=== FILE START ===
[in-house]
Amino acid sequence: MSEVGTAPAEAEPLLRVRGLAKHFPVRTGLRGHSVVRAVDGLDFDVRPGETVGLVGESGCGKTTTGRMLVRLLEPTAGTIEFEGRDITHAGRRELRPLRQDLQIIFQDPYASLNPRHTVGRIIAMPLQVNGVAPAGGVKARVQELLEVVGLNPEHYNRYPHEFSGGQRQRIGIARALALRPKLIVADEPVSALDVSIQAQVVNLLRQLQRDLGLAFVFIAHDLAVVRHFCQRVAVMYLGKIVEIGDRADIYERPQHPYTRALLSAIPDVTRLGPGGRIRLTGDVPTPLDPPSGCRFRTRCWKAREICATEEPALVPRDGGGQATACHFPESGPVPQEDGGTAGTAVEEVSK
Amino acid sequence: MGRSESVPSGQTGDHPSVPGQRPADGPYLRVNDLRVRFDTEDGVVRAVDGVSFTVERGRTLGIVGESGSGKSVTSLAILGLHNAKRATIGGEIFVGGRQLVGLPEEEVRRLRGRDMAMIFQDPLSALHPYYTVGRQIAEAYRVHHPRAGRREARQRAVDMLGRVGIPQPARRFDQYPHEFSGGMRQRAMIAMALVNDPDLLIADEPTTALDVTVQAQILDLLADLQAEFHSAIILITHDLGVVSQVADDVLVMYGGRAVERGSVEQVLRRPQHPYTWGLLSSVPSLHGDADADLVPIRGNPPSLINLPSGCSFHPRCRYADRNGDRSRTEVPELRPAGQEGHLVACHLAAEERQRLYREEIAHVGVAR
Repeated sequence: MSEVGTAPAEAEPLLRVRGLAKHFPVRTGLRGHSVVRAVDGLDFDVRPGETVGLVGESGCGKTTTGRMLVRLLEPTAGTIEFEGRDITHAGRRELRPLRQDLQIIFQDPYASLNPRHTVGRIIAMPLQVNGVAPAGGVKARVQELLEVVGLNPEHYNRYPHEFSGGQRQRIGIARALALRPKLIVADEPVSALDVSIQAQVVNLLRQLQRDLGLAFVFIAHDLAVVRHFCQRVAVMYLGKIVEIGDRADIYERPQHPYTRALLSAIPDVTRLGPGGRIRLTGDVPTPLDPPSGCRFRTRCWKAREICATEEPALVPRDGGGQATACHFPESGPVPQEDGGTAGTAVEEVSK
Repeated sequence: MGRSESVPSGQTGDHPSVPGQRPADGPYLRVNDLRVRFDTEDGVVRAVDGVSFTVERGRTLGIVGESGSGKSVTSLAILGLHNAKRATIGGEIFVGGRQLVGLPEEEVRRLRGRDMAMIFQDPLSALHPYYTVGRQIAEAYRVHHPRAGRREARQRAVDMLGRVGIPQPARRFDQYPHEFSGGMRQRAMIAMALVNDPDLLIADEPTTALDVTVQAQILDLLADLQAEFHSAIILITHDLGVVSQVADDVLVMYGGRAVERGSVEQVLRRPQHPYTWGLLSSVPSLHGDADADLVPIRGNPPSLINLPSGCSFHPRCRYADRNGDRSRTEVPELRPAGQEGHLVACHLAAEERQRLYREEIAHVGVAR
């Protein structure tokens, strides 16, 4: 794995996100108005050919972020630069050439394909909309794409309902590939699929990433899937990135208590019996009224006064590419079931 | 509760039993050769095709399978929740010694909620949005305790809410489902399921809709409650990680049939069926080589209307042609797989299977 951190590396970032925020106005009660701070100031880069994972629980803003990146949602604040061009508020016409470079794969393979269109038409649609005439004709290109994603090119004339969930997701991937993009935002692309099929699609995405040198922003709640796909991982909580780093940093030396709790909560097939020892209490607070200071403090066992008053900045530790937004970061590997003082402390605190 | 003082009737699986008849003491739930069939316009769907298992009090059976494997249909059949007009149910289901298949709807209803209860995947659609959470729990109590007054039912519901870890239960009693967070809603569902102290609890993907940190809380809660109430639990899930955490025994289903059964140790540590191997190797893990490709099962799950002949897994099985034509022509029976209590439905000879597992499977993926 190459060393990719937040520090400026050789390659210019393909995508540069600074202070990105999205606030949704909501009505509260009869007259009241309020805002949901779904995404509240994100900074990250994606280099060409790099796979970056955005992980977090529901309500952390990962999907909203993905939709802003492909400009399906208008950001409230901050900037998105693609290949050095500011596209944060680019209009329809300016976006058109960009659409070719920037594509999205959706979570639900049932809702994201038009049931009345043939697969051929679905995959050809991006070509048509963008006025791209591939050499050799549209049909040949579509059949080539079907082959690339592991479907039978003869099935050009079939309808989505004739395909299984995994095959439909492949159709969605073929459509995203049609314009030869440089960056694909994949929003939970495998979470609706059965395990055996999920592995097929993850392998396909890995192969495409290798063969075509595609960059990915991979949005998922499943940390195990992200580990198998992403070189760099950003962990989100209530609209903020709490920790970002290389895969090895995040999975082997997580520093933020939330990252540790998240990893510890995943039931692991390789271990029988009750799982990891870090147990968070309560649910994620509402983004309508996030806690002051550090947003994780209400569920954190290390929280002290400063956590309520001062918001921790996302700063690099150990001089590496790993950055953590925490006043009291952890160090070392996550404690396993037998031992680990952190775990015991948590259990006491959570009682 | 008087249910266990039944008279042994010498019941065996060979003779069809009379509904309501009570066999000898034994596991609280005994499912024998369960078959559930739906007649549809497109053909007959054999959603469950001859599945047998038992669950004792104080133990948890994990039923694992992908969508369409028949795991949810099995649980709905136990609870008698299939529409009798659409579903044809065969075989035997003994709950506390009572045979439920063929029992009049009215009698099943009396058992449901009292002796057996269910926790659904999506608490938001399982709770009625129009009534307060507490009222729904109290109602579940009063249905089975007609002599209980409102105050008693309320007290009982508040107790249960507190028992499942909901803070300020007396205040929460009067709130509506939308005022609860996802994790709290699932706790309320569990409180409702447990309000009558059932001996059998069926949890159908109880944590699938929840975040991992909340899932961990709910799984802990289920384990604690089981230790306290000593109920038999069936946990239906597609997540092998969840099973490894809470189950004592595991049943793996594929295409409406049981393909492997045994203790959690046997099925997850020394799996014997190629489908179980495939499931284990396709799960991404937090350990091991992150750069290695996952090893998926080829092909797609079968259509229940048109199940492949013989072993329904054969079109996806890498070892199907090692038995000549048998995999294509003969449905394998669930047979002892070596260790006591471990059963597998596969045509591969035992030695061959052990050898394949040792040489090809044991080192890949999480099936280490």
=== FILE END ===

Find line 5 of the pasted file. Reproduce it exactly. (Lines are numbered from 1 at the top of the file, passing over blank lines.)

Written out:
Repeated sequence: MGRSESVPSGQTGDHPSVPGQRPADGPYLRVNDLRVRFDTEDGVVRAVDGVSFTVERGRTLGIVGESGSGKSVTSLAILGLHNAKRATIGGEIFVGGRQLVGLPEEEVRRLRGRDMAMIFQDPLSALHPYYTVGRQIAEAYRVHHPRAGRREARQRAVDMLGRVGIPQPARRFDQYPHEFSGGMRQRAMIAMALVNDPDLLIADEPTTALDVTVQAQILDLLADLQAEFHSAIILITHDLGVVSQVADDVLVMYGGRAVERGSVEQVLRRPQHPYTWGLLSSVPSLHGDADADLVPIRGNPPSLINLPSGCSFHPRCRYADRNGDRSRTEVPELRPAGQEGHLVACHLAAEERQRLYREEIAHVGVAR